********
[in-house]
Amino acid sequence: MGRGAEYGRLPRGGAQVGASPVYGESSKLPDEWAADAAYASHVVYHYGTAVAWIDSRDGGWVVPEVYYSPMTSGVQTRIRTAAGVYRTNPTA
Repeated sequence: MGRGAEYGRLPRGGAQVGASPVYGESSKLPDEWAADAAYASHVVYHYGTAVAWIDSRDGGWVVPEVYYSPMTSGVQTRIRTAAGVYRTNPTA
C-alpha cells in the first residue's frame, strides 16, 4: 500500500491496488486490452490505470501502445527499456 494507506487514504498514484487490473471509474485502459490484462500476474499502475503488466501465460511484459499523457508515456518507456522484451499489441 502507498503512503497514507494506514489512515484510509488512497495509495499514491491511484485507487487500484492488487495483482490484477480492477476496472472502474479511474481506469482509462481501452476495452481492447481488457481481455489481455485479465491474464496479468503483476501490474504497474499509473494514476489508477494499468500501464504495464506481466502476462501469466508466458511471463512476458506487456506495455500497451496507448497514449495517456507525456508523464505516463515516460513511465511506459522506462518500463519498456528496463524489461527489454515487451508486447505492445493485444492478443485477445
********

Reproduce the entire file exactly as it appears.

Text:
[in-house]
Amino acid sequence: MGRGAEYGRLPRGGAQVGASPVYGESSKLPDEWAADAAYASHVVYHYGTAVAWIDSRDGGWVVPEVYYSPMTSGVQTRIRTAAGVYRTNPTA
Repeated sequence: MGRGAEYGRLPRGGAQVGASPVYGESSKLPDEWAADAAYASHVVYHYGTAVAWIDSRDGGWVVPEVYYSPMTSGVQTRIRTAAGVYRTNPTA
C-alpha cells in the first residue's frame, strides 16, 4: 500500500491496488486490452490505470501502445527499456 494507506487514504498514484487490473471509474485502459490484462500476474499502475503488466501465460511484459499523457508515456518507456522484451499489441 502507498503512503497514507494506514489512515484510509488512497495509495499514491491511484485507487487500484492488487495483482490484477480492477476496472472502474479511474481506469482509462481501452476495452481492447481488457481481455489481455485479465491474464496479468503483476501490474504497474499509473494514476489508477494499468500501464504495464506481466502476462501469466508466458511471463512476458506487456506495455500497451496507448497514449495517456507525456508523464505516463515516460513511465511506459522506462518500463519498456528496463524489461527489454515487451508486447505492445493485444492478443485477445